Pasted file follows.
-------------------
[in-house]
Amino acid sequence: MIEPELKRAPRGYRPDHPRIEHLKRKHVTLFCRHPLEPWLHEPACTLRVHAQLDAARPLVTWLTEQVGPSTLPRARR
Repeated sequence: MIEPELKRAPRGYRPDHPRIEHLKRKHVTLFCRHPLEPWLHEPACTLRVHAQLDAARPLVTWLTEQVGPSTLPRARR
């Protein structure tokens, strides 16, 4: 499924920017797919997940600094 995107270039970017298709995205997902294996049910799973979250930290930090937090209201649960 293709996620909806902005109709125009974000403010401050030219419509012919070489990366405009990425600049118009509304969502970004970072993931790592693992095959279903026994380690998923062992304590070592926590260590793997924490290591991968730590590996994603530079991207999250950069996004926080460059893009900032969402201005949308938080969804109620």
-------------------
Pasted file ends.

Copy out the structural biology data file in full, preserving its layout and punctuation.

[in-house]
Amino acid sequence: MIEPELKRAPRGYRPDHPRIEHLKRKHVTLFCRHPLEPWLHEPACTLRVHAQLDAARPLVTWLTEQVGPSTLPRARR
Repeated sequence: MIEPELKRAPRGYRPDHPRIEHLKRKHVTLFCRHPLEPWLHEPACTLRVHAQLDAARPLVTWLTEQVGPSTLPRARR
């Protein structure tokens, strides 16, 4: 499924920017797919997940600094 995107270039970017298709995205997902294996049910799973979250930290930090937090209201649960 293709996620909806902005109709125009974000403010401050030219419509012919070489990366405009990425600049118009509304969502970004970072993931790592693992095959279903026994380690998923062992304590070592926590260590793997924490290591991968730590590996994603530079991207999250950069996004926080460059893009900032969402201005949308938080969804109620």